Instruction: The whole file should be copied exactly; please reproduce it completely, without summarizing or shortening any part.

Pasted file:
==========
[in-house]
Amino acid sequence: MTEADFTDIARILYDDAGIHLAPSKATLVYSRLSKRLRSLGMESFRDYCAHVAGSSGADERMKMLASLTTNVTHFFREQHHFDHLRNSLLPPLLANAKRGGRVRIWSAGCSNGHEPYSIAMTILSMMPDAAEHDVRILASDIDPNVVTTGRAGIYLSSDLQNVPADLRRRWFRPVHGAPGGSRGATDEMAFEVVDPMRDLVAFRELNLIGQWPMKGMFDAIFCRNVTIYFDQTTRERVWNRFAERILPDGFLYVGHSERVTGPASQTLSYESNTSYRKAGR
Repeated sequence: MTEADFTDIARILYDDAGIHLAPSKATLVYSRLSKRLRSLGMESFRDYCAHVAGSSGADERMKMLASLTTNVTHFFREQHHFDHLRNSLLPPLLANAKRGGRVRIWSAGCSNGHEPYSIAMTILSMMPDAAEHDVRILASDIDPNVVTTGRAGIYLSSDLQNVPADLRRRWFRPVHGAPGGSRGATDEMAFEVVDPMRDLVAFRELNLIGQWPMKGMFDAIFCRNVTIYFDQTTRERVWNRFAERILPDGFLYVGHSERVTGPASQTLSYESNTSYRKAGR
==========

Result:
[in-house]
Amino acid sequence: MTEADFTDIARILYDDAGIHLAPSKATLVYSRLSKRLRSLGMESFRDYCAHVAGSSGADERMKMLASLTTNVTHFFREQHHFDHLRNSLLPPLLANAKRGGRVRIWSAGCSNGHEPYSIAMTILSMMPDAAEHDVRILASDIDPNVVTTGRAGIYLSSDLQNVPADLRRRWFRPVHGAPGGSRGATDEMAFEVVDPMRDLVAFRELNLIGQWPMKGMFDAIFCRNVTIYFDQTTRERVWNRFAERILPDGFLYVGHSERVTGPASQTLSYESNTSYRKAGR
Repeated sequence: MTEADFTDIARILYDDAGIHLAPSKATLVYSRLSKRLRSLGMESFRDYCAHVAGSSGADERMKMLASLTTNVTHFFREQHHFDHLRNSLLPPLLANAKRGGRVRIWSAGCSNGHEPYSIAMTILSMMPDAAEHDVRILASDIDPNVVTTGRAGIYLSSDLQNVPADLRRRWFRPVHGAPGGSRGATDEMAFEVVDPMRDLVAFRELNLIGQWPMKGMFDAIFCRNVTIYFDQTTRERVWNRFAERILPDGFLYVGHSERVTGPASQTLSYESNTSYRKAGR